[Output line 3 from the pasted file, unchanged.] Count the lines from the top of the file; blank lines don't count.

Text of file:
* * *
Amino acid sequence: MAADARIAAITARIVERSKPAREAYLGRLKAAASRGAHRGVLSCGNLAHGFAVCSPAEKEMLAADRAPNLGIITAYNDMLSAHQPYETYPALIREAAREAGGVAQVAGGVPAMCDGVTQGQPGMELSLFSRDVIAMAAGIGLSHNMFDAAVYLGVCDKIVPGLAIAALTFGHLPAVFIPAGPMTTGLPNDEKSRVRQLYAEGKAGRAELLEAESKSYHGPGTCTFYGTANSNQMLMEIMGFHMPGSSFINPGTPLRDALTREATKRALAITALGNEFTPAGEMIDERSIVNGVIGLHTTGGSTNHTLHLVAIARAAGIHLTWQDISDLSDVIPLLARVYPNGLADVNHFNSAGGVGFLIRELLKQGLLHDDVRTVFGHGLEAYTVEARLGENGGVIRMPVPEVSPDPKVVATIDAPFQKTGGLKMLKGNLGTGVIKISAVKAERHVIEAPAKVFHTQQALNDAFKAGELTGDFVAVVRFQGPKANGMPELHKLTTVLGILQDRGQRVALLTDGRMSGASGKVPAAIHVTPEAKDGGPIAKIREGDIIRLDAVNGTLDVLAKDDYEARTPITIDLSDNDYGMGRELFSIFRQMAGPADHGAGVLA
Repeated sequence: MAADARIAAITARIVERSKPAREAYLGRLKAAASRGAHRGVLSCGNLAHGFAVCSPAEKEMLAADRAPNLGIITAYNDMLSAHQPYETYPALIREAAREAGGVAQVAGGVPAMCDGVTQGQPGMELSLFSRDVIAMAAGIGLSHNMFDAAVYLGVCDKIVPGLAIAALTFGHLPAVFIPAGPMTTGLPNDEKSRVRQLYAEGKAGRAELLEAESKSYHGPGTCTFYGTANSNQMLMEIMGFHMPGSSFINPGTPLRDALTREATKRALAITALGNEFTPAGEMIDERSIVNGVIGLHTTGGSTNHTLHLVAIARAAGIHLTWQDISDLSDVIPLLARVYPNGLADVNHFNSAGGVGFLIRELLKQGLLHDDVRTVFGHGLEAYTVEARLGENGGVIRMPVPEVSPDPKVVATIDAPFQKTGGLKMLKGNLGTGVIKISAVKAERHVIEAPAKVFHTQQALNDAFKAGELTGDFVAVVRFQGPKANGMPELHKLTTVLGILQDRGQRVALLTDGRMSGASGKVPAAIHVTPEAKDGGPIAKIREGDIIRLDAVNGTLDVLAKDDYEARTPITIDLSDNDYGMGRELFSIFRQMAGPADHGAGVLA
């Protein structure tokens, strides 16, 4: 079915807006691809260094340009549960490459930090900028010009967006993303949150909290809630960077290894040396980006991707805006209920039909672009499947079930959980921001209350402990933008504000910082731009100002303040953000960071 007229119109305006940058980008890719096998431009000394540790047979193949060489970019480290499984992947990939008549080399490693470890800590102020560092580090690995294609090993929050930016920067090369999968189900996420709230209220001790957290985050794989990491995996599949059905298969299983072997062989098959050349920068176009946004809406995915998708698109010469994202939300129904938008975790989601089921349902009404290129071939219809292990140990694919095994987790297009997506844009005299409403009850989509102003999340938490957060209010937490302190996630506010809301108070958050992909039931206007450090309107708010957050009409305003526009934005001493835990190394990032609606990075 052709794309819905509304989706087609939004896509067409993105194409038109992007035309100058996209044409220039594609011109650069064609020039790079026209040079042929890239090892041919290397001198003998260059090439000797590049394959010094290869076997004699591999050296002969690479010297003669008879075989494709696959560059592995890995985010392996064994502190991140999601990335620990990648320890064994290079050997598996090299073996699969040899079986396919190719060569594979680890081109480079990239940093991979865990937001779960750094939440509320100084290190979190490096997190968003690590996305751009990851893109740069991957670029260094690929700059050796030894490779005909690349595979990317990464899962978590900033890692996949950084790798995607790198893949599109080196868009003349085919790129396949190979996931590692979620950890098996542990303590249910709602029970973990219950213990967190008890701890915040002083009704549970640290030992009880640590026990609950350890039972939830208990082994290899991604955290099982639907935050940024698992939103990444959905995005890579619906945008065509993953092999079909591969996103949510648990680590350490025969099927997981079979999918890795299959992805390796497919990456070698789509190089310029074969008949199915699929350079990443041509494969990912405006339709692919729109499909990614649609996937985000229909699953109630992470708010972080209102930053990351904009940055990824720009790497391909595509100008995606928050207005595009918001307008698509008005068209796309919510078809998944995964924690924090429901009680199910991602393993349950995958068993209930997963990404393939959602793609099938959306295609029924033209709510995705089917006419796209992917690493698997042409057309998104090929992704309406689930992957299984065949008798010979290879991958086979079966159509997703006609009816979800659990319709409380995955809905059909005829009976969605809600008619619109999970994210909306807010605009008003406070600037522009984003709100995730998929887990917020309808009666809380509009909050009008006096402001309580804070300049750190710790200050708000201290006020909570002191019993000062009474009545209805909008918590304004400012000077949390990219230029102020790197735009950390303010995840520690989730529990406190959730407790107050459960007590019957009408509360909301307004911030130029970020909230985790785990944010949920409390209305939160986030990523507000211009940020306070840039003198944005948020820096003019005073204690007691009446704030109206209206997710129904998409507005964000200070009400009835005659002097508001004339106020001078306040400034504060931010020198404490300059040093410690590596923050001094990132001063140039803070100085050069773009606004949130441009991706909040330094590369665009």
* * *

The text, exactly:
């Protein structure tokens, strides 16, 4: 079915807006691809260094340009549960490459930090900028010009967006993303949150909290809630960077290894040396980006991707805006209920039909672009499947079930959980921001209350402990933008504000910082731009100002303040953000960071 007229119109305006940058980008890719096998431009000394540790047979193949060489970019480290499984992947990939008549080399490693470890800590102020560092580090690995294609090993929050930016920067090369999968189900996420709230209220001790957290985050794989990491995996599949059905298969299983072997062989098959050349920068176009946004809406995915998708698109010469994202939300129904938008975790989601089921349902009404290129071939219809292990140990694919095994987790297009997506844009005299409403009850989509102003999340938490957060209010937490302190996630506010809301108070958050992909039931206007450090309107708010957050009409305003526009934005001493835990190394990032609606990075 052709794309819905509304989706087609939004896509067409993105194409038109992007035309100058996209044409220039594609011109650069064609020039790079026209040079042929890239090892041919290397001198003998260059090439000797590049394959010094290869076997004699591999050296002969690479010297003669008879075989494709696959560059592995890995985010392996064994502190991140999601990335620990990648320890064994290079050997598996090299073996699969040899079986396919190719060569594979680890081109480079990239940093991979865990937001779960750094939440509320100084290190979190490096997190968003690590996305751009990851893109740069991957670029260094690929700059050796030894490779005909690349595979990317990464899962978590900033890692996949950084790798995607790198893949599109080196868009003349085919790129396949190979996931590692979620950890098996542990303590249910709602029970973990219950213990967190008890701890915040002083009704549970640290030992009880640590026990609950350890039972939830208990082994290899991604955290099982639907935050940024698992939103990444959905995005890579619906945008065509993953092999079909591969996103949510648990680590350490025969099927997981079979999918890795299959992805390796497919990456070698789509190089310029074969008949199915699929350079990443041509494969990912405006339709692919729109499909990614649609996937985000229909699953109630992470708010972080209102930053990351904009940055990824720009790497391909595509100008995606928050207005595009918001307008698509008005068209796309919510078809998944995964924690924090429901009680199910991602393993349950995958068993209930997963990404393939959602793609099938959306295609029924033209709510995705089917006419796209992917690493698997042409057309998104090929992704309406689930992957299984065949008798010979290879991958086979079966159509997703006609009816979800659990319709409380995955809905059909005829009976969605809600008619619109999970994210909306807010605009008003406070600037522009984003709100995730998929887990917020309808009666809380509009909050009008006096402001309580804070300049750190710790200050708000201290006020909570002191019993000062009474009545209805909008918590304004400012000077949390990219230029102020790197735009950390303010995840520690989730529990406190959730407790107050459960007590019957009408509360909301307004911030130029970020909230985790785990944010949920409390209305939160986030990523507000211009940020306070840039003198944005948020820096003019005073204690007691009446704030109206209206997710129904998409507005964000200070009400009835005659002097508001004339106020001078306040400034504060931010020198404490300059040093410690590596923050001094990132001063140039803070100085050069773009606004949130441009991706909040330094590369665009």